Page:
"Preference for Latinx as a pan-ethnic term is higher among those who are aware of it – 10% in this group say they prefer Latinx." This seems...low....
This reminds me of my grandfather who immigrated from Norway in the 1920's. People would say he was a WASP and he would say no, he's Norwegian. They'd say he was Scandinavian and he would correct them also. What did he have to do with the Swedes?!
Interesting side note: His mother was Swedish. His father fell in love with her knowing she was Swedish. When she went to meet his family the big giveaway was that she took sugar in her coffee, the Norwegians of the time apparently all drank it black. My poor great grandmother learned to drink it black - until they came to the US that is.
Love this story. thank you for sharing!
I think often in the "effort" to make sure "everyone" is not offended, we power-wash what makes each and every person unique. I have often felt that some of the now politically correct terminology like "POC" actually de-humanize the individuals described in this way. One moment they were someone whose dad was Nigerian and whose mother was Haitian and just imagine all of the various foods and customs and experiences that would have imparted...but we just sweep it under the term POC and then we lose the story, the contours. I see Latinx similarly. It feels like a label, and I want to hear the story.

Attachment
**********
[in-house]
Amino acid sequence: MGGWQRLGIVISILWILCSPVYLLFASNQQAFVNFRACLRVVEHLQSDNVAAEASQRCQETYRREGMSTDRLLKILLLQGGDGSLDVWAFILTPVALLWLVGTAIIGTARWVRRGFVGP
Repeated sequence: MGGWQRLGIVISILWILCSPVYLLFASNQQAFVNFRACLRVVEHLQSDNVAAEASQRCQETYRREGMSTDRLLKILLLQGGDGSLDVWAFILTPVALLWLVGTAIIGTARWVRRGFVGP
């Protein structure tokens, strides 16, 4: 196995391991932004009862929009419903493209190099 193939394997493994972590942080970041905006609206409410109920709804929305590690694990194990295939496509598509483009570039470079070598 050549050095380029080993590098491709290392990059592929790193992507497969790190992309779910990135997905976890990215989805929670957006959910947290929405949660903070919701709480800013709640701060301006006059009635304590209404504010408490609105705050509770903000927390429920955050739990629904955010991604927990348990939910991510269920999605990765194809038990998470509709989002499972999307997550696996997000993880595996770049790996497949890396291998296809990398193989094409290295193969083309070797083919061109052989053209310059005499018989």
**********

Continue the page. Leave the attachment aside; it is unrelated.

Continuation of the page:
Having lived a considerable part of my adult life in Latin America I can tell you that latinx is not popular. It really does come off as cultural colonialism - but so do hispanic and latino. Ask a Paraguayan if he prefers latino or Paraguayo and he definitely prefers the later. Same with Mexicans, Guatemalans, Puerto Ricans, Cubans, etc.
It reminds me of grief I used to catch all the time. The first few years I was learning spanish I would take a short cut to saying "ciudadano estadounidense" (US Citizen) because it was tricky for me. I would say "americano". The response was always - "me too". Of course, all South Americans and North Americans are also 'Americans'.